A company’s relationship with a customer is dynamic. Even longstanding customers may one day decide to terminate a relationship and discontinue using a product or service. At the same time, companies and organizations evolve and learn, ideally becoming better able to meet customer needs. Customers mature with time as well, becoming more adept at utilizing a product or service and receiving value from it. Both customers and companies experience journeys, although it is the customer’s journey that is most important. Understanding these journeys and applying insights ensures vastly better outcomes for both parties.
Customer journeys have become quite a topic of discussion and buzzword of late. Much of the focus is on the stages leading up to becoming a customer—and for good reason. Such an in-depth understanding of journey stages hones the sales and marketing processes to achieve greater effectiveness. The pandemic has upset many of these, so companies are learning how to be effective given new circumstances. As important as the pre-sales journey is, the post-sales customer journey results in crucial outcomes, ranging from retention or minimizing churn to expanded revenue, upselling, and ultimately advocacy.
Demystifying Customer Journeys
When considering post-sales customer journeys, the first thing to remember is that each company likely has numerous types of customer journeys. Forcing a cookie-cutter, one-size-fits-all customer journey path on all customers tends to be a sizable mistake. Customer journeys generally vary with each product or service that a company offers. Journeys vary based on the size of the customer, too. A large enterprise will generally have a very different journey path, as opposed to a small or medium business. Journeys also vary between region, geography, or industry. Even a customer in the same industry, retail, for example, may have a journey that is distinct from one in another region or country. Within product, industry, and geography, there may be different types of buyers and use cases, requiring varied journey paths and stages.
The reason why a more detailed categorization of customer journey is important is to enable better understanding, assessment, and response to each customer’s particular use case. A small or medium business may have steps or requirements that an enterprise does not. The opposite might also be true. For example, in a small or medium business, a renewal process might require the approval of the CEO or CFO or both. On the other hand, there may be fewer procedures involved in engaging with a small or medium business. Similarly, customers in different geographies may have different styles of arriving at a consensus or may have different business and regulatory requirements to deal with.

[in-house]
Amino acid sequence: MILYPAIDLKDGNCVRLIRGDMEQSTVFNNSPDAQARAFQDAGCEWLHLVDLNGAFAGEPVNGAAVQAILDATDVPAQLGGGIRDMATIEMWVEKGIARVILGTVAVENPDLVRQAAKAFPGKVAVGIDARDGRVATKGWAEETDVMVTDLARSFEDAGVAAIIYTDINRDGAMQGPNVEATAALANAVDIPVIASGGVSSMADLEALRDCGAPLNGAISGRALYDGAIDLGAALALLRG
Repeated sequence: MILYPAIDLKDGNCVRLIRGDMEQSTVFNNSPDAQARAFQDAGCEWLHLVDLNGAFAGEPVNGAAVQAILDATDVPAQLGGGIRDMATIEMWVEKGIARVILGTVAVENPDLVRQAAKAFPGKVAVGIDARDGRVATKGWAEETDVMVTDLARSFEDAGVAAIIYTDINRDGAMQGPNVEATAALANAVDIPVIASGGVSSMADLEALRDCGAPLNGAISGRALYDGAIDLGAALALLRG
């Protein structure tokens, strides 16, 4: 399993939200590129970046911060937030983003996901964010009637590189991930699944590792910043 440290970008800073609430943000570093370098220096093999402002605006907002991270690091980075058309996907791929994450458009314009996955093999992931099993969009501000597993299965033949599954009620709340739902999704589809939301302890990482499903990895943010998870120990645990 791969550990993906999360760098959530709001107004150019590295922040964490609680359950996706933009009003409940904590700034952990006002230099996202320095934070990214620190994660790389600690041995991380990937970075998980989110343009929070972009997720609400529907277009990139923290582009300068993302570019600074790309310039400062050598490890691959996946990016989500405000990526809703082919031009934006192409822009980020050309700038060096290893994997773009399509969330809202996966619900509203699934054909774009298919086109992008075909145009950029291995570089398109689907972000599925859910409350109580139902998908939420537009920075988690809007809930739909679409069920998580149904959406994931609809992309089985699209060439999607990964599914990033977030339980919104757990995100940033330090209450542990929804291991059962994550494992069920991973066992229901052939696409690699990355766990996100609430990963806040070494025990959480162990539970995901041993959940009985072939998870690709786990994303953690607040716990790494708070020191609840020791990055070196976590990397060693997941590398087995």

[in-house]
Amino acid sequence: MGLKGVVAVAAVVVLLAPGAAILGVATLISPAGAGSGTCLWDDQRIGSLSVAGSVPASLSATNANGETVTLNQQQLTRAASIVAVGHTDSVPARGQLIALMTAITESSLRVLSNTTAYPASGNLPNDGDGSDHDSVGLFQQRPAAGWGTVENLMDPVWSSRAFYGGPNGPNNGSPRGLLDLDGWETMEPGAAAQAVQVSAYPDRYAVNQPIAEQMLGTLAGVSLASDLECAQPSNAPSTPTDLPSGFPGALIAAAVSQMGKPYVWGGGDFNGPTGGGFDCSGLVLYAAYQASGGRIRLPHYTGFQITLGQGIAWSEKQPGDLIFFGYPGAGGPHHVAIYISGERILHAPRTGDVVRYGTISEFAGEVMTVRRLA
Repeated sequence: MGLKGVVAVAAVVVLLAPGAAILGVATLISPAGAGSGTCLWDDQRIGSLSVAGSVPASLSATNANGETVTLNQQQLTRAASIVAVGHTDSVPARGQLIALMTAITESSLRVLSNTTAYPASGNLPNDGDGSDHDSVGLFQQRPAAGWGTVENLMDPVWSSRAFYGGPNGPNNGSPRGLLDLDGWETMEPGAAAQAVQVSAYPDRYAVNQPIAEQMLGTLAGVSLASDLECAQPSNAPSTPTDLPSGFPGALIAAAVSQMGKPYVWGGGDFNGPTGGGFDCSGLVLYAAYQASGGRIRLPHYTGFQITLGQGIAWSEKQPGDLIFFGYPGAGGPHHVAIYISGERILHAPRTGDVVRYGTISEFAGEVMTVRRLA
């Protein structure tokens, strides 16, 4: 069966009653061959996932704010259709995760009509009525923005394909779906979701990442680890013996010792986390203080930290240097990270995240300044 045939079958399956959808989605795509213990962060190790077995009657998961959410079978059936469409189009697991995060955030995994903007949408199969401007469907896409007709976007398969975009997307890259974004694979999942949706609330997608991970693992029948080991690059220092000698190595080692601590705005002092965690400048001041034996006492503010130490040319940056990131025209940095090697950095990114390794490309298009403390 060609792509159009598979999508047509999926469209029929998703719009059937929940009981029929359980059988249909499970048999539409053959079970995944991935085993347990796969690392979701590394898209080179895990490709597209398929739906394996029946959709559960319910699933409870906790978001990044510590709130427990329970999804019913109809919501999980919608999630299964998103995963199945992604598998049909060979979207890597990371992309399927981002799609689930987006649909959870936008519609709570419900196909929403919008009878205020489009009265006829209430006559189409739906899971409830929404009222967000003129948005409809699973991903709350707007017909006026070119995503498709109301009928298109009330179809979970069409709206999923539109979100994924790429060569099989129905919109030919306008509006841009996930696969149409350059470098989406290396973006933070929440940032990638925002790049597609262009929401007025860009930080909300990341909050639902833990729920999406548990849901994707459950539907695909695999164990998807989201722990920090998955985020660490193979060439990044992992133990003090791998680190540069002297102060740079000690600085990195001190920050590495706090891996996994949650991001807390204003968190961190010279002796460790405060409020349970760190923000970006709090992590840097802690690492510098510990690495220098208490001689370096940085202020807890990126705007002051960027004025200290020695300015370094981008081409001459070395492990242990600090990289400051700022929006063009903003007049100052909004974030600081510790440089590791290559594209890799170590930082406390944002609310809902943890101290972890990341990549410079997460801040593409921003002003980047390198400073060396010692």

Careful tracking and management of each customer journey is important, as it can provide a more precise status of each customer and better prescribe the next activities that could best advance the customer to the next level. The more fine-grained the tracking and understanding of journeys, the easier it is to apply automation to prompt the next activity or generate some needed check-in, resource, training, or support.
Customer Journeys are Non-Linear
The process of managing customer journeys is never static. Customers, companies, and markets change and evolve. In addition, a company’s understanding of customer journeys also evolves and becomes more fine-tuned over time. Initially, there may be fewer defined stages, and the associated helpful actions may be less. It is important to be able to set and define each stage and have the ability to add more while modifying existing ones. Each stage should have its own set of milestones and anticipated completion criteria before progressing to the next stage. Similarly, each stage of the journey should be actionable and have a prescribed set of activities.
While theoretically, customer journeys seem to be linear, in practice, they are anything but. Based on the unique use case, company size, and complexity of the product in question, customers may also backstage/skip multiple journey stages. For example, while conducting renewals, you send them a proposal and a customer gets back with their own set of suggestions. This might require another round of internal reviews, that may put the customer back a few journey stages.
Mapping for Success
The uncertainty and disruption during the pandemic strengthen the need and value for understanding and managing customer journeys. Journeys can be monitored more closely and temporary modifications can be made to stages to deal with present realities and challenges. In addition, largely work-from-home employee bases may cause some fragmentation of journeys since there are fewer group dynamics and more individual ones. Understanding journeys can help be a unifying force and can help guide both company and customer towards success.